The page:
I am regularly asked by the College of Engineering at the University of Kuwait to talk to freshmen and senior classes about the role of the engineer in society. It is very interesting to see what students in developing countries like Kuwait think about their future careers, and how those thoughts evolve over their time in school. The thoughts and opinions of freshman about the engineering profession and why they are drawn to it are significantly different to students graduating from the program after four to five years of education.
Their values have changed dramatically, a direct result of living in a dramatically changing world. This change is so dynamic and rapid that it is very difficult and complicated to measure. I recall my generation of engineers, who graduated using the slide rule. We had not seen a hand held calculator, let alone a desktop or a laptop computer, and engineering classes that graduated fifty years before us had used very similar tools.
It is also interesting to see their answers when asked: “who is your role model in the engineering profession, locally and internationally?” It is very disappointing to find out that more than 99% cannot name even one, and they have not even heard of any of the leaders of our field. Are they to be blamed for this lack of knowledge, or does the blame rest on us as the leaders in this profession? Are we, as leaders in the profession, setting a good example for the next generation of engineers? Many would say that we do not need their recognition and that their lack of knowledge is their problem. This might be true, but what are we doing to enhance our profession and set a good example? This is a question which relates to all professions. Most students do not have proper role models in any profession, let alone politics and engineering. Thus, the question becomes: can we do something about it?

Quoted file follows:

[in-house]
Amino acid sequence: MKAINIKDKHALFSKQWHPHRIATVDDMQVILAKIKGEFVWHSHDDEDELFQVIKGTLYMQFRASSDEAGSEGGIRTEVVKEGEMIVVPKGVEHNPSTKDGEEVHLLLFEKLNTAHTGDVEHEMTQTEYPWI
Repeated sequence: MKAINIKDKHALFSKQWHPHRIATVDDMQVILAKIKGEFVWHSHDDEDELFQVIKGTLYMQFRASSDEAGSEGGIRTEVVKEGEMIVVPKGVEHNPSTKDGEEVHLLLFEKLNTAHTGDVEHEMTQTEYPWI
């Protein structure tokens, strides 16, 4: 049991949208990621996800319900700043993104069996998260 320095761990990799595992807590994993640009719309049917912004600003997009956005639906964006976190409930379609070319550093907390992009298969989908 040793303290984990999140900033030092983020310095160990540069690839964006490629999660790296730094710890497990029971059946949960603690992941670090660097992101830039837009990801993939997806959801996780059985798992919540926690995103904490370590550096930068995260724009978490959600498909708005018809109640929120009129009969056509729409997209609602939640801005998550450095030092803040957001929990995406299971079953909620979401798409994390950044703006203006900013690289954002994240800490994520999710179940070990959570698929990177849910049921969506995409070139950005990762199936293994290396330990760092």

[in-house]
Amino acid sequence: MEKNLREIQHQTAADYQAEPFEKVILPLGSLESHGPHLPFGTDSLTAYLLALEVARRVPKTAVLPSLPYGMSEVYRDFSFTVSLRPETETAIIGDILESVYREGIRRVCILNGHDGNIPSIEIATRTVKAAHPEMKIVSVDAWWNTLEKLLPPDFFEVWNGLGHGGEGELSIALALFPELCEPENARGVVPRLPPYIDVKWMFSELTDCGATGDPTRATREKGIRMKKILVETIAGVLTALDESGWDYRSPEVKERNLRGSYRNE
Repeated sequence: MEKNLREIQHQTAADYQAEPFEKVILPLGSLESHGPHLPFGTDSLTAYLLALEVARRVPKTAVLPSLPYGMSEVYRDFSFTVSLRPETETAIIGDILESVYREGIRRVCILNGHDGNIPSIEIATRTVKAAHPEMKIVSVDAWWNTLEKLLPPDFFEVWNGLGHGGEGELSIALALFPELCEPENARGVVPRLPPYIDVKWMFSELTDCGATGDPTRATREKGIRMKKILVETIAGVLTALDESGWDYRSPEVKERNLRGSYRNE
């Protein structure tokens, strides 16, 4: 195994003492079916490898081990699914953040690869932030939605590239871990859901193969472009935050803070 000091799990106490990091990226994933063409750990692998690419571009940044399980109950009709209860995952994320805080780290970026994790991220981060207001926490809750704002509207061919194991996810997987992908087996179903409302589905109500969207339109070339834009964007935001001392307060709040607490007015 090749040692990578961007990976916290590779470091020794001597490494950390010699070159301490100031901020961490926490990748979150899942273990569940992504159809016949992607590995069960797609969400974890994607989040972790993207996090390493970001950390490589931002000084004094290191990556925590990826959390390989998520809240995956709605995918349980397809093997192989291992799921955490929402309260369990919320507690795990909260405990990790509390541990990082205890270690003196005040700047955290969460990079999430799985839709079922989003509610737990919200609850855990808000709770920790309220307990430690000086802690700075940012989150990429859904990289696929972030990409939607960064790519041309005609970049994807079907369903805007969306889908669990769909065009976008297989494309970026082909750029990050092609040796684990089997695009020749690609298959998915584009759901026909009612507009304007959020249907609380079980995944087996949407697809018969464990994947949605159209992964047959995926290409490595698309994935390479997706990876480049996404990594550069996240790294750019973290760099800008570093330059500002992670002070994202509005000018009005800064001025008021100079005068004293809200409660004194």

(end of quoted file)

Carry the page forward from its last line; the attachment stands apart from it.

What kind of engineering world is seen by freshmen? And how has this same world changed so quickly in four or five years? Students expect to find their ideal job after graduation, and they think that this job secures their future. I tell them that it is not the job that gives them security; it is their education, knowledge, and experience that will secure their future. Without a good education, knowledge, and experience, they will never get a good job, and even if they get it, they will not be able to keep it.
The main question for seniors is how to gain experience if no one is willing to hire new graduates because he or she has little to no experience? I agree with them, but this is a problem created by their own grand expectations. Most graduating students assume that the outside world is just waiting to grab them, and they will be able to pick and choose between a wide array of generous offers and good salaries. Many of them expect a top managerial job with a significant salary and so on (this might not be true in the US, Europe and Japan, but I see it in the Middle East, and especially in the GCC countries such as Kuwait and Saudi Arabia).
The problem with most new graduates is that they view their salary as the only factor when determining their job opportunities. Many of them look for a high salary and short working hours, and I tell them that is a recipe for failure in the future.
Sabah Al Rayes